Thinking – and borrowing – across disciplines
April 28th, 2005 by JTJ

The mission of the IAJ is to find better ways of doing
journalism.  That rarely means turning
to others practicing – and writing about how to practice — the same old
classic journalism.  Instead, we in the
profession must make a greater effort to seek other methods to know more about
a variety of phenomena.  All professions
and academic disciplines have journals and trade magazines.  These can go a long way to teaching how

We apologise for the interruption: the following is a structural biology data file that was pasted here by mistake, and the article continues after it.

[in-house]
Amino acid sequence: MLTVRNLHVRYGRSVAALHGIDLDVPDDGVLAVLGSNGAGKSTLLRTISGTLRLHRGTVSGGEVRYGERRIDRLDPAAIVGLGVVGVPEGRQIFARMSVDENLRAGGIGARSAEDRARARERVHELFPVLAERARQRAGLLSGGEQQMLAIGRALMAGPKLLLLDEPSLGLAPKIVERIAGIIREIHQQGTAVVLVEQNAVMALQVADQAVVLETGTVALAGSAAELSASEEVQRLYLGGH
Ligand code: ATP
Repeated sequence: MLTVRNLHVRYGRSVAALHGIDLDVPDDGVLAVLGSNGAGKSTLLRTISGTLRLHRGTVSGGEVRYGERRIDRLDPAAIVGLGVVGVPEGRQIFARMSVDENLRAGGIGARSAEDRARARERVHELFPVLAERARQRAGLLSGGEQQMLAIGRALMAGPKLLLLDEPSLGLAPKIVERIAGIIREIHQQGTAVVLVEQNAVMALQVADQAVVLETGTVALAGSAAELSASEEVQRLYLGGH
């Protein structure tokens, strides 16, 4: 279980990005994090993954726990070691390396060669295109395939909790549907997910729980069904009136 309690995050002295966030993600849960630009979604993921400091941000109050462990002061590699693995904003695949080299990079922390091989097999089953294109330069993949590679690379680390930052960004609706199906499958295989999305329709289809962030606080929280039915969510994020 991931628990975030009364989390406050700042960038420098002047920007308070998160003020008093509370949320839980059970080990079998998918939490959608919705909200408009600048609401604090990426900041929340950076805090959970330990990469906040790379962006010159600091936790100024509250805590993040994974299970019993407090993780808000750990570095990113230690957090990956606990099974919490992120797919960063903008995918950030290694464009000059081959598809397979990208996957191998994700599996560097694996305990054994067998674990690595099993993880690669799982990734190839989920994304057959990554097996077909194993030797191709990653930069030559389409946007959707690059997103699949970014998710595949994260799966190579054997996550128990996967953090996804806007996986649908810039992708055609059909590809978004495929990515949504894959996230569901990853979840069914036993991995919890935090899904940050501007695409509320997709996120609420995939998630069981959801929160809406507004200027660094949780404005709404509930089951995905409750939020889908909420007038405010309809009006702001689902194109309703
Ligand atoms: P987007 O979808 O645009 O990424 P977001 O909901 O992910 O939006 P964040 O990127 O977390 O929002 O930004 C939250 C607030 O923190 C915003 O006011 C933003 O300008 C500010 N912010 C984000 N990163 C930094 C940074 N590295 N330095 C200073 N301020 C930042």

those practitioners think and what they think about, along with the methods of
those disciplines.

Education is surely among the most data-rich of the
professions.  [The flock of newspapers
publishing scorecards of school performance and salaries is evidence of
how we can use this
.]  And a good
many educational administrators spend a lot of time trying to figure out what
that data means.  Data
is one of their tools.

The current issue of Technology
& Learning
carries the first of a two-part series on data mining in
education.  The story, of course, is
aimed at educators, so the enterprising journalist will have to do some
translation and seek opportunities for intellectual-technology transfer.  Be sure to read the sidebars.

Data: Maximize Your Mining

By Todd McIntire

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